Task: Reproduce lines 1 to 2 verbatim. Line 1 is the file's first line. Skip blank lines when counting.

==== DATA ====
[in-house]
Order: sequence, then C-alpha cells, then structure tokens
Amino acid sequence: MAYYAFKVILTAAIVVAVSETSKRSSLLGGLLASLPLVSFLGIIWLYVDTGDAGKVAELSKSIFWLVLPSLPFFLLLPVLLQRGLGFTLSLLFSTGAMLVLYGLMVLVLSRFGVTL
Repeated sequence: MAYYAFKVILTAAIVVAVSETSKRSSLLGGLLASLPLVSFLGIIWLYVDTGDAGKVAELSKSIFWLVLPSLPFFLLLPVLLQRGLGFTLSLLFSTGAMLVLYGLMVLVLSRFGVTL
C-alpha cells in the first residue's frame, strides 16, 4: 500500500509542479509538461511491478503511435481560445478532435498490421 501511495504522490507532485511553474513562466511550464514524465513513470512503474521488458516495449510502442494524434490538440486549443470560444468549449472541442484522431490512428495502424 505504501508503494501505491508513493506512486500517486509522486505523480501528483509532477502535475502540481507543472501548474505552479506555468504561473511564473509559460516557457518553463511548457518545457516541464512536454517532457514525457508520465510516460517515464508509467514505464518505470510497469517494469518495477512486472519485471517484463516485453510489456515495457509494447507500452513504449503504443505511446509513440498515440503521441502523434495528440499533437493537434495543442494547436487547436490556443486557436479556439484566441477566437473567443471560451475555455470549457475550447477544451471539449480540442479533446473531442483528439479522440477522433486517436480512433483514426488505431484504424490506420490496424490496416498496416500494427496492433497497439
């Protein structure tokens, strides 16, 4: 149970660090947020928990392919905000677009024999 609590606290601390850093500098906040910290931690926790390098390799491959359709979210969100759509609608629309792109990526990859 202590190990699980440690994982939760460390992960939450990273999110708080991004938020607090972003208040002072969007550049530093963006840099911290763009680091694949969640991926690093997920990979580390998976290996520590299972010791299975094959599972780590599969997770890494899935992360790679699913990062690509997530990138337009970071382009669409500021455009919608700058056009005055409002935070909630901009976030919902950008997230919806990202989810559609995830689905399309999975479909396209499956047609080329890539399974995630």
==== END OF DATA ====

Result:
[in-house]
Order: sequence, then C-alpha cells, then structure tokens